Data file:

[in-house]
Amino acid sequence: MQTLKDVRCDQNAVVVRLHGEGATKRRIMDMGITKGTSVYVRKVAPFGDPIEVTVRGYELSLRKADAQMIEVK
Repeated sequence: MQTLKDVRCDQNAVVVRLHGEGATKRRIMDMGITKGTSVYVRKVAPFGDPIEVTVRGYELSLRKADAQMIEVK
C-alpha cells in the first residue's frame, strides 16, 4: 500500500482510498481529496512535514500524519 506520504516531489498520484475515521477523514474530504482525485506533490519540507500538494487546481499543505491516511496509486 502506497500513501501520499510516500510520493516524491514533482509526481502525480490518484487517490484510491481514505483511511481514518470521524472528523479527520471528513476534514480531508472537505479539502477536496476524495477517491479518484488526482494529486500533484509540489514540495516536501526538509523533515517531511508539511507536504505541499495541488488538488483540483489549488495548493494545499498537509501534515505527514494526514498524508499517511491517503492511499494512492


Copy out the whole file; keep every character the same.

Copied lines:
[in-house]
Amino acid sequence: MQTLKDVRCDQNAVVVRLHGEGATKRRIMDMGITKGTSVYVRKVAPFGDPIEVTVRGYELSLRKADAQMIEVK
Repeated sequence: MQTLKDVRCDQNAVVVRLHGEGATKRRIMDMGITKGTSVYVRKVAPFGDPIEVTVRGYELSLRKADAQMIEVK
C-alpha cells in the first residue's frame, strides 16, 4: 500500500482510498481529496512535514500524519 506520504516531489498520484475515521477523514474530504482525485506533490519540507500538494487546481499543505491516511496509486 502506497500513501501520499510516500510520493516524491514533482509526481502525480490518484487517490484510491481514505483511511481514518470521524472528523479527520471528513476534514480531508472537505479539502477536496476524495477517491479518484488526482494529486500533484509540489514540495516536501526538509523533515517531511508539511507536504505541499495541488488538488483540483489549488495548493494545499498537509501534515505527514494526514498524508499517511491517503492511499494512492